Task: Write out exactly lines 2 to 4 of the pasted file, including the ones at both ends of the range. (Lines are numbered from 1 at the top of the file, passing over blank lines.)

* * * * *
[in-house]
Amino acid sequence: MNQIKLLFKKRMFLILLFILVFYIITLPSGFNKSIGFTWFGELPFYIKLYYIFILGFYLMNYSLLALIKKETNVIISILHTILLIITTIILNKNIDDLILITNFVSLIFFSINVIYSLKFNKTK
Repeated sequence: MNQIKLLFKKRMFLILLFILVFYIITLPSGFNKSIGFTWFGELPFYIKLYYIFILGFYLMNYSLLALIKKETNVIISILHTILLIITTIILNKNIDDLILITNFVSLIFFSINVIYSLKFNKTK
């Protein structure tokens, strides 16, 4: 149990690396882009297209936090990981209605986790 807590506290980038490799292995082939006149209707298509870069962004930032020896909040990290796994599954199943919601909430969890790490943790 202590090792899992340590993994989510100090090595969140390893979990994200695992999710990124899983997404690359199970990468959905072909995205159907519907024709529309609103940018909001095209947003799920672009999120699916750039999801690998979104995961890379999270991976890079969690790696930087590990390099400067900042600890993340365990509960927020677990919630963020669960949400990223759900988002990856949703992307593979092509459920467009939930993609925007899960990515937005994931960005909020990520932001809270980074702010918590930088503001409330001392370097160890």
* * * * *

Amino acid sequence: MNQIKLLFKKRMFLILLFILVFYIITLPSGFNKSIGFTWFGELPFYIKLYYIFILGFYLMNYSLLALIKKETNVIISILHTILLIITTIILNKNIDDLILITNFVSLIFFSINVIYSLKFNKTK
Repeated sequence: MNQIKLLFKKRMFLILLFILVFYIITLPSGFNKSIGFTWFGELPFYIKLYYIFILGFYLMNYSLLALIKKETNVIISILHTILLIITTIILNKNIDDLILITNFVSLIFFSINVIYSLKFNKTK
């Protein structure tokens, strides 16, 4: 149990690396882009297209936090990981209605986790 807590506290980038490799292995082939006149209707298509870069962004930032020896909040990290796994599954199943919601909430969890790490943790 202590090792899992340590993994989510100090090595969140390893979990994200695992999710990124899983997404690359199970990468959905072909995205159907519907024709529309609103940018909001095209947003799920672009999120699916750039999801690998979104995961890379999270991976890079969690790696930087590990390099400067900042600890993340365990509960927020677990919630963020669960949400990223759900988002990856949703992307593979092509459920467009939930993609925007899960990515937005994931960005909020990520932001809270980074702010918590930088503001409330001392370097160890």